Like other figures who objected to the utilitarian and anti-romantic impulses of the Victorian era – including ghost investigator William James and neo-pagans such as Michael Field – Machen developed an obsession with the notion of a spirit realm hidden behind (and influencing) reality as we understand it. However, while the Greco-Roman gods and forest sprites have sometimes inspired liberating, back-to-nature movements, feminists, and socialists prone to romanticizing bygone ages and aboriginals, Machen saw “the old religions” as uniformly frightening and dangerous. Hence his casting of “The Great God Pan” as a Satanic figure likely to enthrall, rape, or kill anyone who draws aside the curtain of the civilized world and behold him directly. Machen’s scientists are also figures of fear, since many of them “adopt” unsuspecting assistants, wards, or even subjects of secret experiments without deigning to explain their true motives, or treat their vulnerable charges with due respect and consideration. For example, the scientist in The Great God Pan adopts a poor young woman precisely so he can experiment on her, choosing to make an incision in her brain enabling her to directly apprehend the spirit world, without seeking her blessing for the procedure first. After all, like a “typical” ruthless scientist, he felt that he owned her, much as science claimed dominion over the natural order of the word.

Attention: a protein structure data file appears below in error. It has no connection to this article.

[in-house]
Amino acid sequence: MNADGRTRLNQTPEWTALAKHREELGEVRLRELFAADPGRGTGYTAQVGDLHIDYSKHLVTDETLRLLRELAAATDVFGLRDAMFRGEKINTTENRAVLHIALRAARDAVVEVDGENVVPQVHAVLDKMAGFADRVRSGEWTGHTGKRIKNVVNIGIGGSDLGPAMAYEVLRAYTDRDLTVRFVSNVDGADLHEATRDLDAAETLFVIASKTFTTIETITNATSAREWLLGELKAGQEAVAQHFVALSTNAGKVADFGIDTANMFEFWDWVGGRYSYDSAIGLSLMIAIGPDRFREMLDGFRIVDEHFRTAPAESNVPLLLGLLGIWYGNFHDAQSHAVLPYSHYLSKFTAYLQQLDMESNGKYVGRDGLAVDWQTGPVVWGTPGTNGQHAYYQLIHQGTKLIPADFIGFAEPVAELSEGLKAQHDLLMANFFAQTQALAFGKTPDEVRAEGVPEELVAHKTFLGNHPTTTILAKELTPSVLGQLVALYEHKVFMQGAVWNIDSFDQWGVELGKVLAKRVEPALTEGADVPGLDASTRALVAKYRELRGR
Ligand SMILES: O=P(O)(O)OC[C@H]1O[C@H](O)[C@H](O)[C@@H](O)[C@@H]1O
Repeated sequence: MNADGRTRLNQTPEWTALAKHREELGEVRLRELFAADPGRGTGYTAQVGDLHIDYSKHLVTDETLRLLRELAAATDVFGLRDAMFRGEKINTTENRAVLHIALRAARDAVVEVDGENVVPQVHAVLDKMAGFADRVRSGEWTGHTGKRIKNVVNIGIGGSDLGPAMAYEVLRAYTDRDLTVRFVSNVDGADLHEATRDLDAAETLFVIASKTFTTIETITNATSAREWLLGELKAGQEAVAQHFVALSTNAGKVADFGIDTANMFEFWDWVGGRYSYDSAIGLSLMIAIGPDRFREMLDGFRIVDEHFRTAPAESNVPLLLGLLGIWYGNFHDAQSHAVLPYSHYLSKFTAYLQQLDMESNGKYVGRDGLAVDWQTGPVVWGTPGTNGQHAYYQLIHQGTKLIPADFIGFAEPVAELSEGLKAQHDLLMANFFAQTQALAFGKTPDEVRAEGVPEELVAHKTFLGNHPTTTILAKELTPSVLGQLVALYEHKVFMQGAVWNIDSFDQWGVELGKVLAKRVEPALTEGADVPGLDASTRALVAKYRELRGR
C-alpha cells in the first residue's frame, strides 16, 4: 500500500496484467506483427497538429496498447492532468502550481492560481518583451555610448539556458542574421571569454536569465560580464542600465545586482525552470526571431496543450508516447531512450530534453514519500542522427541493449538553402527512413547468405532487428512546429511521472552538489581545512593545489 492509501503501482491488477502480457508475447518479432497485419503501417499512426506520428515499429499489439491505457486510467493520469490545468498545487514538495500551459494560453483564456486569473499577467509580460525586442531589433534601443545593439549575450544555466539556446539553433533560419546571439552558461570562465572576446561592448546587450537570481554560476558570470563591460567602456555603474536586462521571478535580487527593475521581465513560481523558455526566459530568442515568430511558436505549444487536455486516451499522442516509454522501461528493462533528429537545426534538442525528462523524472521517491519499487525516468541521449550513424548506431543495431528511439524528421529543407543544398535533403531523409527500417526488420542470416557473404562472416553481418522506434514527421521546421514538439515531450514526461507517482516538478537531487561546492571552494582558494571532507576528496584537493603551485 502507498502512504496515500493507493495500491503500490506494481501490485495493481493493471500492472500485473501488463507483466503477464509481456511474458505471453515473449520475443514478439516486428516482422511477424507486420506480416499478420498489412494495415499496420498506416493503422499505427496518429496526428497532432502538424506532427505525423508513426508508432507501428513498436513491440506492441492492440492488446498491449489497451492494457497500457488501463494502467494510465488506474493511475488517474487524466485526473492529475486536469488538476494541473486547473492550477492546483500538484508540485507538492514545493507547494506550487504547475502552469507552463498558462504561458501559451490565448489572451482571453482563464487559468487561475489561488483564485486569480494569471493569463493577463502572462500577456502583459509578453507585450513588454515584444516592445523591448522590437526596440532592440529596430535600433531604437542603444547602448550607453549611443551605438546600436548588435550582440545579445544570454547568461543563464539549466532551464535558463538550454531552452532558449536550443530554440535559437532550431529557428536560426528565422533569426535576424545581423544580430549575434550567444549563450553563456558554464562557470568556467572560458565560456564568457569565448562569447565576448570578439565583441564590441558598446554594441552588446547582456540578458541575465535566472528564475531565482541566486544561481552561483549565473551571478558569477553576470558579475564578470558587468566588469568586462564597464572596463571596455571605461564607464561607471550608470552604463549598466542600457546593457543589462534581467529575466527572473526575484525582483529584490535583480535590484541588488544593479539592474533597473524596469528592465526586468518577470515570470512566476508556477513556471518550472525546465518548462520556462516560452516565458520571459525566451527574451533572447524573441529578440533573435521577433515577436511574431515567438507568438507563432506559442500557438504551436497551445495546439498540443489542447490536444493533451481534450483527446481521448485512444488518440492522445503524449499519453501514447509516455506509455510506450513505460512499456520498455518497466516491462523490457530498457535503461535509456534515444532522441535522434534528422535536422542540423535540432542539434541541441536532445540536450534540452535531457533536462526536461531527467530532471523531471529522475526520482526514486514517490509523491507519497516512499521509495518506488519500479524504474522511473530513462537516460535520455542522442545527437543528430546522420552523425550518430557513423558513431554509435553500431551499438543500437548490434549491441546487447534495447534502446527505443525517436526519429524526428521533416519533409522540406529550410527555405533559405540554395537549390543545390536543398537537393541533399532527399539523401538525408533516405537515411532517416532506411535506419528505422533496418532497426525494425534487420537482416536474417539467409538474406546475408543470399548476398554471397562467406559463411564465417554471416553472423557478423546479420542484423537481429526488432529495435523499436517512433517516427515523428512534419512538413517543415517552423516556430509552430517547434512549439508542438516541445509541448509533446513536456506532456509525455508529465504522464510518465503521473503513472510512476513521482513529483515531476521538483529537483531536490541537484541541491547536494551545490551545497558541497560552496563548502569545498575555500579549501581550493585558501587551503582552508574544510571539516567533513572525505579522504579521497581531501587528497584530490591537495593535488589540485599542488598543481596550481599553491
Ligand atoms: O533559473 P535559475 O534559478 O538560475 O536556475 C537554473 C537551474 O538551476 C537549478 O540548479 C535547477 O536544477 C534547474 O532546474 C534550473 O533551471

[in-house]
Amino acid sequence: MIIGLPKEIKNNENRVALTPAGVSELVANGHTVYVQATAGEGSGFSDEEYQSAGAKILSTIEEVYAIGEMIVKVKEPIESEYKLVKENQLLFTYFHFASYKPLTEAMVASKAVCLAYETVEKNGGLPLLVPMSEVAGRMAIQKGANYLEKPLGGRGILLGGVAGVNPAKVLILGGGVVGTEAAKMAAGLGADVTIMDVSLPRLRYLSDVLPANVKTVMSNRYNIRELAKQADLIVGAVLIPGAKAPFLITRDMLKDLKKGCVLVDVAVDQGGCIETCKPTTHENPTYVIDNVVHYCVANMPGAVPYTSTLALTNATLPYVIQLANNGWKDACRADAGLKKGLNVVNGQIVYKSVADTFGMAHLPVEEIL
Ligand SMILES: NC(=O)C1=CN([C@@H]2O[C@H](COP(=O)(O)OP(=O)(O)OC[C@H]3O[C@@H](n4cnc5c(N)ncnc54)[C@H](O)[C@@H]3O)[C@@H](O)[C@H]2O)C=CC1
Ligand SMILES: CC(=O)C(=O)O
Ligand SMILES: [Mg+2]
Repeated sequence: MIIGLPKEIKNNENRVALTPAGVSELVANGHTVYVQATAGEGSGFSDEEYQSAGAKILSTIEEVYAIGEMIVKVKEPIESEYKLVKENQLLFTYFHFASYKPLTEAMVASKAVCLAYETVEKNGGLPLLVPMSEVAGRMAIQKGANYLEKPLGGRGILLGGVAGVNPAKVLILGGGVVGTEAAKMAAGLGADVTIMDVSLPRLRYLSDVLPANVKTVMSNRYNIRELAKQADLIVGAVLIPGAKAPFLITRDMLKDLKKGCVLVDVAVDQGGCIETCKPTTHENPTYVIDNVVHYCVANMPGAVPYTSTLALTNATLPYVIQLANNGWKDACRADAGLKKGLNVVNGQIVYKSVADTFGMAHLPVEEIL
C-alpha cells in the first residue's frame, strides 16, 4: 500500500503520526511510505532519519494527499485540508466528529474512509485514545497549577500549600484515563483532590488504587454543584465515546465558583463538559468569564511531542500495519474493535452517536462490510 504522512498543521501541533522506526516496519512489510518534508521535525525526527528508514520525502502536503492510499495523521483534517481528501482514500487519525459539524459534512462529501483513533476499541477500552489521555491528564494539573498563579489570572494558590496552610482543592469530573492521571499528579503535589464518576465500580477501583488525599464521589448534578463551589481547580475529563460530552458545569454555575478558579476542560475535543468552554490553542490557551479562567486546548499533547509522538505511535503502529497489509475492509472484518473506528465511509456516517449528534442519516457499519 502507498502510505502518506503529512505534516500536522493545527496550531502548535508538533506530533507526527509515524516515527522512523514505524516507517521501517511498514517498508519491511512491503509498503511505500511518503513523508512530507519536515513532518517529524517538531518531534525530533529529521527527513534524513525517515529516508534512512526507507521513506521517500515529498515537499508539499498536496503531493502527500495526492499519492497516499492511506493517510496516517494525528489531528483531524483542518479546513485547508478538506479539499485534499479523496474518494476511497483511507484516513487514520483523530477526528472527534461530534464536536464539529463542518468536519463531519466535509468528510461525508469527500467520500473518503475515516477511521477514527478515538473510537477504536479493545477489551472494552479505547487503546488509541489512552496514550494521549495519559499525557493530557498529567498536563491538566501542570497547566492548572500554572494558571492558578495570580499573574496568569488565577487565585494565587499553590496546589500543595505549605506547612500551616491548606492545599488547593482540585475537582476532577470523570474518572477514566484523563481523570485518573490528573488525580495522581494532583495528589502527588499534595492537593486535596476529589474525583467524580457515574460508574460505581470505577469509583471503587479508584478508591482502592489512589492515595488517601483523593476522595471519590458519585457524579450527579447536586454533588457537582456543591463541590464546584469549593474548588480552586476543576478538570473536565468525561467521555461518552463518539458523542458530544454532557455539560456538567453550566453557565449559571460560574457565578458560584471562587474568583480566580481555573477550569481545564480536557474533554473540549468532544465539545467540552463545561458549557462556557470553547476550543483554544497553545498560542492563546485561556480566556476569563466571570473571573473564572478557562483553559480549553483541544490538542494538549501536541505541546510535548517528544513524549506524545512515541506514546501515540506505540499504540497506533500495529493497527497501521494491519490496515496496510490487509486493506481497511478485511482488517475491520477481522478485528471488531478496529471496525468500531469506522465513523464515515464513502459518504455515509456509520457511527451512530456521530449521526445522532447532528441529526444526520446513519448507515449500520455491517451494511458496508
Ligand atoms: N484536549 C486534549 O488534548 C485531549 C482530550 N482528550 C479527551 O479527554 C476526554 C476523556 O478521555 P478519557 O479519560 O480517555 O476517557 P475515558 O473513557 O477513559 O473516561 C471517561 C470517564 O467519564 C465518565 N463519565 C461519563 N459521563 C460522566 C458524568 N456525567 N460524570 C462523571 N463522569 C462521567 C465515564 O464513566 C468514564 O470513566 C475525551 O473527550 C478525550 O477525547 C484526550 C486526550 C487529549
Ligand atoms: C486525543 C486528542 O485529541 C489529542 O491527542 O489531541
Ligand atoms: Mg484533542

These various evils – ruthless scientists, vampire women, pagans – all seen unconnected, but there is an extent to which all of them are related, to one degree or another, to Machen’s own financial misfortunes, and his belief that the world was a fundamentally unjust place in which he could not make an honest living, no matter how hard he tried. Unsure why things would not go his way, Machen turned to religious and supernatural explanations for his misfortunes, and blamed scientists like Darwin for stripping life of its meaning. Any world in which Machen could not pass an exam to get into the Royal College of Surgeons, or be paid properly for his translations of Casanova’s memoirs, was one which was likely controlled by dark forces, be they pagan gods or secret societies. In such a world, a man like Machen would be hard pressed to find a woman to love him, and (as The Doors have attested), women seem wicked when you’re unwanted. Nor could Machen feel at home anywhere, as the countryside, the suburbs, and the city have all failed to provide him with economic security or a sense of purpose.